Jobvite — a recruitment platform visited by more than 35 million people in the last year, which lets companies post job openings and then disseminate and monitor how those job vacancy alerts perform across other sites and recruitment services — is today announcing that it has raised another $25 million. This is a growth round of funding that CEO Dan Finnigan says will be used not to diversify into other areas of human resources — as some of its competitors have done — but to double down on its singular approach to recruitment.
“We see recruitment the way a marketing department today views marketing services,” he told TechCrunch in an interview. By that, the company means not only looking for ways of putting your ads in front of the people you want to attract to the job, but then to be able to measure how well each of those do to plan better for the future.
The idea has picked up a decent amount of traction so far: Jobvite says it counts more than 1,600 companies as paying customers, including Starbucks, Twitter, Farmers Insurance, and nine of the last 11 top tech IPOs.
This is a Series D round that takes the total raised by Jobvite to $55.5 million. Led by Catalyst Investors, this round had participation from existing investors CMEA, ATA Ventures and Trident Capital — essentially the three lead investors from Jobvite’s previous three rounds.
Jobvite is not disclosing revenues or even whether it is profitable, but Finnigan has outlined some other metrics that speak to how the company is doing.
In addition to 35 million visitors in the last year, the company has processed more than 30 million job applications since first opening for business in 2003. Among its business customers — in other words, the ones that pay Jobvite for its services — Finnigan notes that the revenue that it collects from individual customers based on its software-as-a-service framework is “significantly higher than what we spend acquiring those customers.”
He also notes that the company has “very low churn.” These are not direct calculations for profitability, of course, since they don’t take into account operational or any other costs of business. But they do explain why the company is keen to continue to grow the pool of companies it counts as clients: it means a larger recurring revenue stream for the long term.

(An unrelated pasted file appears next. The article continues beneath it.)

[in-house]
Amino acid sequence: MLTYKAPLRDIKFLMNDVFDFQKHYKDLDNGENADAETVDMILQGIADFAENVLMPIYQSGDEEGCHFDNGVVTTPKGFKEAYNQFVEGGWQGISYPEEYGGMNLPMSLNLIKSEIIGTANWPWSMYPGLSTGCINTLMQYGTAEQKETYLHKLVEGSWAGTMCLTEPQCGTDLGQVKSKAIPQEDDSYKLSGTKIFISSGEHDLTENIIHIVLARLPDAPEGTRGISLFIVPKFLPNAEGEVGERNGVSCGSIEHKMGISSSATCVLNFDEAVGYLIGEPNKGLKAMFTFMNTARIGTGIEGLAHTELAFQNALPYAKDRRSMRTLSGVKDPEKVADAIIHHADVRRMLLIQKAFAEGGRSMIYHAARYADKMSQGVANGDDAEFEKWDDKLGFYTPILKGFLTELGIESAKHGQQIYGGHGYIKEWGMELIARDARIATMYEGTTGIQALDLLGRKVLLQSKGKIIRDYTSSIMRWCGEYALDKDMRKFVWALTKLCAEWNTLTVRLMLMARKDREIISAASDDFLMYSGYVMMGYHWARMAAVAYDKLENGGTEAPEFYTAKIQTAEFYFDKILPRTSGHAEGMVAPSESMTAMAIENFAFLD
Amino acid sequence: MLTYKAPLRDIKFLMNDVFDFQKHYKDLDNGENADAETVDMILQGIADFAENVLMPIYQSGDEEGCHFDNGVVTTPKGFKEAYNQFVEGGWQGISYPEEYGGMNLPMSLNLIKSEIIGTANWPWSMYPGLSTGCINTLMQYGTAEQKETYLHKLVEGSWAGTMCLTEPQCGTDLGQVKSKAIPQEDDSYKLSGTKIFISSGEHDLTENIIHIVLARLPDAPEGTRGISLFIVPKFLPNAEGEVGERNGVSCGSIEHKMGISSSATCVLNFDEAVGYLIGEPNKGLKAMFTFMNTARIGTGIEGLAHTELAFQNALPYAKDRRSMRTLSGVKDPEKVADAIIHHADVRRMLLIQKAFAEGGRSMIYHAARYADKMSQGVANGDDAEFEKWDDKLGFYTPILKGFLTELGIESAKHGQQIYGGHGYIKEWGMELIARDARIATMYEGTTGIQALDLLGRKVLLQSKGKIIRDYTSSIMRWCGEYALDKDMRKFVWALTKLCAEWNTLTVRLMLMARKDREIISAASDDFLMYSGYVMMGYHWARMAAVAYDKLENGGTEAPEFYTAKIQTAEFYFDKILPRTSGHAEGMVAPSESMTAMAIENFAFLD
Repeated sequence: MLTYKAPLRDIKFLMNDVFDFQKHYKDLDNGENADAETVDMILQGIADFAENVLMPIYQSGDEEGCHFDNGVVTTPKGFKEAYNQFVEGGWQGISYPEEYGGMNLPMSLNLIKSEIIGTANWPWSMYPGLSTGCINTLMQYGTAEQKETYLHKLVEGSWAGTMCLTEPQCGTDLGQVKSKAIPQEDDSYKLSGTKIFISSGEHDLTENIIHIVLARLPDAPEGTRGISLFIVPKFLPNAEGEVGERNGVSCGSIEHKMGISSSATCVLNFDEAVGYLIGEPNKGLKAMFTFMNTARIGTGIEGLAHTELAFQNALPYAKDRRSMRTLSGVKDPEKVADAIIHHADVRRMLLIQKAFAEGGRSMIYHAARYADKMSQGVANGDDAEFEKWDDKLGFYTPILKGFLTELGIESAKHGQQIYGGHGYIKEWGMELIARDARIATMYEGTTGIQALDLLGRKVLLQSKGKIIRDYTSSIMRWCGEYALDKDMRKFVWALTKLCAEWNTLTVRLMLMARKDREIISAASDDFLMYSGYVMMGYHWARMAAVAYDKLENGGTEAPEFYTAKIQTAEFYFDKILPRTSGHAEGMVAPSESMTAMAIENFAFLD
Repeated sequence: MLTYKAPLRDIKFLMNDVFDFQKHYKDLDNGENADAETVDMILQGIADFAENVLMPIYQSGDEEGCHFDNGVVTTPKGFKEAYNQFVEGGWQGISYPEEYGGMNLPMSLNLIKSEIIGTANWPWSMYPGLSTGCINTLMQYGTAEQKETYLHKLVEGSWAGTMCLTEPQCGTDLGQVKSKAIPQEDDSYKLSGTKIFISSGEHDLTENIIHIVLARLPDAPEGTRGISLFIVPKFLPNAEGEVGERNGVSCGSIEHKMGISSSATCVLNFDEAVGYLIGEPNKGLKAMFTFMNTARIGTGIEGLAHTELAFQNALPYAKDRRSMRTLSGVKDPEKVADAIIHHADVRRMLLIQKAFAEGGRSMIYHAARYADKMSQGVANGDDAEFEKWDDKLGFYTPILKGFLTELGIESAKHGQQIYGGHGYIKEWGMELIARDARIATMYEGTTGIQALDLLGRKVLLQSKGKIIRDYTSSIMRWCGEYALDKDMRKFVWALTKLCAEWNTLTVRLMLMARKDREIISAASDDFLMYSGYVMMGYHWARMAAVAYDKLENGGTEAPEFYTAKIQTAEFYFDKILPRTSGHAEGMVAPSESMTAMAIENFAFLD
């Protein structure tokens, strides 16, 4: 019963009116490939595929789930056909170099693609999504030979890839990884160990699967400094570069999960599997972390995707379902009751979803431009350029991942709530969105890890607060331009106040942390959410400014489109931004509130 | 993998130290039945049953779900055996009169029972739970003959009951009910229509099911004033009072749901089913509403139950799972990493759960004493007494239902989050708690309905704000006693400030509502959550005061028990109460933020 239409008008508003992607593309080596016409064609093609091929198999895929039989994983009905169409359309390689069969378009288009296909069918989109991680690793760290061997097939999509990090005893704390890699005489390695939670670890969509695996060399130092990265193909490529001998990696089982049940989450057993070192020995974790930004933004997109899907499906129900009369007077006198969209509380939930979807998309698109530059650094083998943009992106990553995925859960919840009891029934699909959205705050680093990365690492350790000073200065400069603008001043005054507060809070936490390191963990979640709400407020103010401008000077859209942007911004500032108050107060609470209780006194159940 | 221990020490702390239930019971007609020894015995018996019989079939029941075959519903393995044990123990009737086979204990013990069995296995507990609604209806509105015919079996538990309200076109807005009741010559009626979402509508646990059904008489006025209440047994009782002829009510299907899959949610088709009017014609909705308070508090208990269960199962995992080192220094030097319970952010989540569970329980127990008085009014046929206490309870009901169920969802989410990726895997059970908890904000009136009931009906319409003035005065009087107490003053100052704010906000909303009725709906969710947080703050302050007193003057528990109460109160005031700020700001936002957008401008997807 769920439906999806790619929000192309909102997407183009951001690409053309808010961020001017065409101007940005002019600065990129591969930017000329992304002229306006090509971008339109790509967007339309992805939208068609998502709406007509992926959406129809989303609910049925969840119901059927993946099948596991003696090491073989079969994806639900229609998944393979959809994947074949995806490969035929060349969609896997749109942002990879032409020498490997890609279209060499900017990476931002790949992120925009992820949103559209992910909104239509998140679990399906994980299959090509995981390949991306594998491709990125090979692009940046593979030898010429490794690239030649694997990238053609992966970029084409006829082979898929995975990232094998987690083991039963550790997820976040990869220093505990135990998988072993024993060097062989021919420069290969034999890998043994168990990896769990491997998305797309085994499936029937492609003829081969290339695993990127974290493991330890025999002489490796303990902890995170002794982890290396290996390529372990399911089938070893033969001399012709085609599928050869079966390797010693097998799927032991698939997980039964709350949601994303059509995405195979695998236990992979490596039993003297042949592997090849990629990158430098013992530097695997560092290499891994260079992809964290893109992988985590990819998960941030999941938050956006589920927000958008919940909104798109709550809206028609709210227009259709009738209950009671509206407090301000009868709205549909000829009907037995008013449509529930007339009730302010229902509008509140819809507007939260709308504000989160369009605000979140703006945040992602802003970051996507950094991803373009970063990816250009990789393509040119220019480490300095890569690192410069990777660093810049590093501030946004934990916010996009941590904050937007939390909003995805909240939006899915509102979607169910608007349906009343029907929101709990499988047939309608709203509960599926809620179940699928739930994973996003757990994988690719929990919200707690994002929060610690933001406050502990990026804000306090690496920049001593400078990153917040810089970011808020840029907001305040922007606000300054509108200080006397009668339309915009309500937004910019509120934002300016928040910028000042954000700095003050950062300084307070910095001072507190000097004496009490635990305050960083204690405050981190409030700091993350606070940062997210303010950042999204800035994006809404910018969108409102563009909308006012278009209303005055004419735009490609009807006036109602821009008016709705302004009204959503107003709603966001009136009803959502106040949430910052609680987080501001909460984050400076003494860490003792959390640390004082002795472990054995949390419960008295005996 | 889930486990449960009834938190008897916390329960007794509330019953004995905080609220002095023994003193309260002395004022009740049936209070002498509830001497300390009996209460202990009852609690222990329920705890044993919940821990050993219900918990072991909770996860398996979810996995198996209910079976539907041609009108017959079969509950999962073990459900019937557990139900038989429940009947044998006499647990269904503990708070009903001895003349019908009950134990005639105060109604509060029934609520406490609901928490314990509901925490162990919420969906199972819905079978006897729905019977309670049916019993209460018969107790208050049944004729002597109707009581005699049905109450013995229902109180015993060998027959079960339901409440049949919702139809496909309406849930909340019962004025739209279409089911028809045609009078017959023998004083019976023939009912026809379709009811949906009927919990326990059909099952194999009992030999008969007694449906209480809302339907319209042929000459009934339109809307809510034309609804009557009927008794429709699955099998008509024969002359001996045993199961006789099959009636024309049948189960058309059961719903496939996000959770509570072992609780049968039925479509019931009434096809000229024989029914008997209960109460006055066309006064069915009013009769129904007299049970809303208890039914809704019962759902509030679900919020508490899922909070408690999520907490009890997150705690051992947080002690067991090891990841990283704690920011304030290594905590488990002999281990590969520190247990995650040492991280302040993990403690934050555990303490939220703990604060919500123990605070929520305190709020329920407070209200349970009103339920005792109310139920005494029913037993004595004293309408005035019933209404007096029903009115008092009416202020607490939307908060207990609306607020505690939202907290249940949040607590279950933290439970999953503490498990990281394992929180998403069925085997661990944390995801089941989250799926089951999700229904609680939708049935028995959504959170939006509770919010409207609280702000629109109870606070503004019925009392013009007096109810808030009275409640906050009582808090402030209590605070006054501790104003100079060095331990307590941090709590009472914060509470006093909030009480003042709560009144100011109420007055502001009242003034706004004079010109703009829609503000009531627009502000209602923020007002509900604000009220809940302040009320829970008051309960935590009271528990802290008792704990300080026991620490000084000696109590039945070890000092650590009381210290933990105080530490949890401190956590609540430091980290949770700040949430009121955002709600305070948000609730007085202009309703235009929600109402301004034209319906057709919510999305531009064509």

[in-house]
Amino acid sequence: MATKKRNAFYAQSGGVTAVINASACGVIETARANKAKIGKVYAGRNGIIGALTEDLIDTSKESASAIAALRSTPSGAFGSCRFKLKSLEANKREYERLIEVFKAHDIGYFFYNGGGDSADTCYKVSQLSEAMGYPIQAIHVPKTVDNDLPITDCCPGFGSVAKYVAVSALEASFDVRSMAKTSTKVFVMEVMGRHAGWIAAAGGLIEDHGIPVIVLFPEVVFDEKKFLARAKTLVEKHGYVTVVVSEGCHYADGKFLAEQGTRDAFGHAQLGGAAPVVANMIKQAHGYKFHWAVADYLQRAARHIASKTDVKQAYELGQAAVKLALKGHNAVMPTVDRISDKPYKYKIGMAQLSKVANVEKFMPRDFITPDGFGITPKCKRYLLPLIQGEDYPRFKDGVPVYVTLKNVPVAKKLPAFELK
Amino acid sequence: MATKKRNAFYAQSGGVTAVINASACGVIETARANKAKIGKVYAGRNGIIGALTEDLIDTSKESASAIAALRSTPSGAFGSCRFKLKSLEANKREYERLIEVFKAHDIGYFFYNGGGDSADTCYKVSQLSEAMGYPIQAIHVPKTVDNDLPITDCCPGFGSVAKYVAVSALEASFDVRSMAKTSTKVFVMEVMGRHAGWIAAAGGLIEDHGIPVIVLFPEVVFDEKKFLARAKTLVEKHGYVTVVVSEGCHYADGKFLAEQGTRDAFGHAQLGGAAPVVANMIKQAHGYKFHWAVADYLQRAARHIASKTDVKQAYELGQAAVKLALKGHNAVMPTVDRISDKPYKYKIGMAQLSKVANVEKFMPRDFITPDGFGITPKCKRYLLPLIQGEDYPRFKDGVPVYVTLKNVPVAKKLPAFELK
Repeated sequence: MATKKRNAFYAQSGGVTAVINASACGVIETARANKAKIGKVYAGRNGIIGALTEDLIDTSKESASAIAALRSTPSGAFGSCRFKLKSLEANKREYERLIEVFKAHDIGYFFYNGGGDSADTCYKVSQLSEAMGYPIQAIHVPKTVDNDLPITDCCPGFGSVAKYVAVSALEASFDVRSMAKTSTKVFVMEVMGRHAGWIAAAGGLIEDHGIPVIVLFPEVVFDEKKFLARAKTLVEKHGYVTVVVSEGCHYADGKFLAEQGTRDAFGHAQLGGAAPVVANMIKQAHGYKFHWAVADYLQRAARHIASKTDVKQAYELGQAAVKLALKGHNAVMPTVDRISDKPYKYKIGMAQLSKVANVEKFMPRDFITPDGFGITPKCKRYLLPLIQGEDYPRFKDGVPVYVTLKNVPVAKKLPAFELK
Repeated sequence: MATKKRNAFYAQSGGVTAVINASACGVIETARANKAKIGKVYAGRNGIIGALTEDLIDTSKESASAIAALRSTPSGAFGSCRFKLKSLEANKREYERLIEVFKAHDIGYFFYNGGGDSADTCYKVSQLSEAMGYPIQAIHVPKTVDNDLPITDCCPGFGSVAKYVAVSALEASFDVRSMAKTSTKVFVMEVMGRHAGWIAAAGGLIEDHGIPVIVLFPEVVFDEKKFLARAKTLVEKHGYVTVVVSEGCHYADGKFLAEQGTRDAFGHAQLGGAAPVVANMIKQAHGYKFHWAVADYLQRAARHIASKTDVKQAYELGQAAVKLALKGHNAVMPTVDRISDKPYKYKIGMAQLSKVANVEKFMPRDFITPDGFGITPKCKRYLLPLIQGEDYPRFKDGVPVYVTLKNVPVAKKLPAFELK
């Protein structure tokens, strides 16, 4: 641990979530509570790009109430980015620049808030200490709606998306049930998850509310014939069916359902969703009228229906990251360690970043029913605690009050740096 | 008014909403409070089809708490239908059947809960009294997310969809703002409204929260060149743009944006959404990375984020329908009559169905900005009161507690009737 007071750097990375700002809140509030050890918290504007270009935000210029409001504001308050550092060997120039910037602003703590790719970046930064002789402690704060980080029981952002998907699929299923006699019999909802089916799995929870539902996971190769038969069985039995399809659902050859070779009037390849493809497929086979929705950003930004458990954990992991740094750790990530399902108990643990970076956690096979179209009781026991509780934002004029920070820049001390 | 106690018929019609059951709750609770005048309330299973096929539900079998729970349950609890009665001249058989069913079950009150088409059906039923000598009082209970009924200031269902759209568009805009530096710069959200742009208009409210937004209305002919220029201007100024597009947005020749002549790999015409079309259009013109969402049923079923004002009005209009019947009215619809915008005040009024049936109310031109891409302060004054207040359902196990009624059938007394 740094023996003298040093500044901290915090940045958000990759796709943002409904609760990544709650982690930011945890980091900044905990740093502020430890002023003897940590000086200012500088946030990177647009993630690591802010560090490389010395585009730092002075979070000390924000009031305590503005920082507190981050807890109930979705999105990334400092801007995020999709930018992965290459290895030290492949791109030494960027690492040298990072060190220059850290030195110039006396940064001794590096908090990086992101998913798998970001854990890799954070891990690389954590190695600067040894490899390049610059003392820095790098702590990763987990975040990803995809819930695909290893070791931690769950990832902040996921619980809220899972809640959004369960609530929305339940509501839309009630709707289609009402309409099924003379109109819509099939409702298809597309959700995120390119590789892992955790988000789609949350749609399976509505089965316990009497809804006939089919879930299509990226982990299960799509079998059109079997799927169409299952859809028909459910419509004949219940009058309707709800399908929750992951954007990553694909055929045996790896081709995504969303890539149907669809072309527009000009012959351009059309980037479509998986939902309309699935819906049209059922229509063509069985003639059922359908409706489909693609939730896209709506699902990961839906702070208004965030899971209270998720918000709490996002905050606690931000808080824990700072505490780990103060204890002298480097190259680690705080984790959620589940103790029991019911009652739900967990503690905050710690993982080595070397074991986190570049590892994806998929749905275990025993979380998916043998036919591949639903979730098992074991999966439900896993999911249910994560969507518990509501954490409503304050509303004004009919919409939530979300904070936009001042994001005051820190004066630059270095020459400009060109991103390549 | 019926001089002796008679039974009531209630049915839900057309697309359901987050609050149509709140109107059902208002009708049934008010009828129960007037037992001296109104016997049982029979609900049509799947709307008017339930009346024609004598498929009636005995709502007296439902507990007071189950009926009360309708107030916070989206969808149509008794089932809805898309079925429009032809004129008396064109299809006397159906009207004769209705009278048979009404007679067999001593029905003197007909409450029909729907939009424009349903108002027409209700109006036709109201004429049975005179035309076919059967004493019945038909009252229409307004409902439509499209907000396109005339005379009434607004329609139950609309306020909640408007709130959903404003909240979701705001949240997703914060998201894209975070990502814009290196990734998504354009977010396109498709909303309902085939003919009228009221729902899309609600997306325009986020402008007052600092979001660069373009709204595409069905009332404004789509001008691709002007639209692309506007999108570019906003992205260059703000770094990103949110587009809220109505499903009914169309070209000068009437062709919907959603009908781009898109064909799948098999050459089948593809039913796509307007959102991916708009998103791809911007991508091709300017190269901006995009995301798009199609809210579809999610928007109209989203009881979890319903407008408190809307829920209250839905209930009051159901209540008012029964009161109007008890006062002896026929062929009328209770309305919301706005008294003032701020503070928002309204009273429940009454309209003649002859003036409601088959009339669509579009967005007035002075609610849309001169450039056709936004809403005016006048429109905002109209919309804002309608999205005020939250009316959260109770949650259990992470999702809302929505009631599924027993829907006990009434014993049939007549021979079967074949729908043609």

Jobvite’s decision to focus specifically on building out its recruitment products — in contrast to competitors like ZipRecruiter, which recently raised $63 million and has ambitions to extend into areas adjacent to recruitment like employee onboarding — is partly because of what Finnigan sees as a bigger trend in the job-hunting world. Not only are there now dozens of places where a person might see and respond to a job advertisement online today, but those people are more likely to change jobs over the lifetime of their careers.
“I’m the last of the baby boomers,” he tells me, in a candid admission for a person working in a tech world that seems these days to favor those who are not very old. “My generation will on average hold between six and eight jobs. But these days a college grad will have between 15 and 20 jobs in his or her career. Employees change jobs way more than they used to, and at the same time companies are competing for a shrinking supply of skilled labor.”
This is what Jobvite is tapping into with its mix of proactive recruitment tools, which send ads not just to more predictable forums like monster.com, but also social networks and Glassdoor and LinkedIn, and then monitor how well those ads do, so that companies can either modify their approach or cut out certain channels altogether.
It also means that just as in marketing, it’s about building up data and interesting lists, so too can employers do this now. “Historically recruiting software was limited to the post-application phase. Even the name, applicant tracking software, says what it does,” he says. “We’ve innovated beyond this, in that we allow people to find applicants on social networks, and even build marketing database of prospects who aren’t yet candidates.”
The singular focus is what attracted the new investment.
“We see Jobvite as transformative and innovative, serving fast-growing companies and enterprises alike in recruiting the best employees,” said Ryan McNally, partner and co-founder of Catalyst Investors, in a statement. “We are confident that with additional capital and resources, Jobvite will continue to lead the industry in providing best-of-breed recruiting solutions.”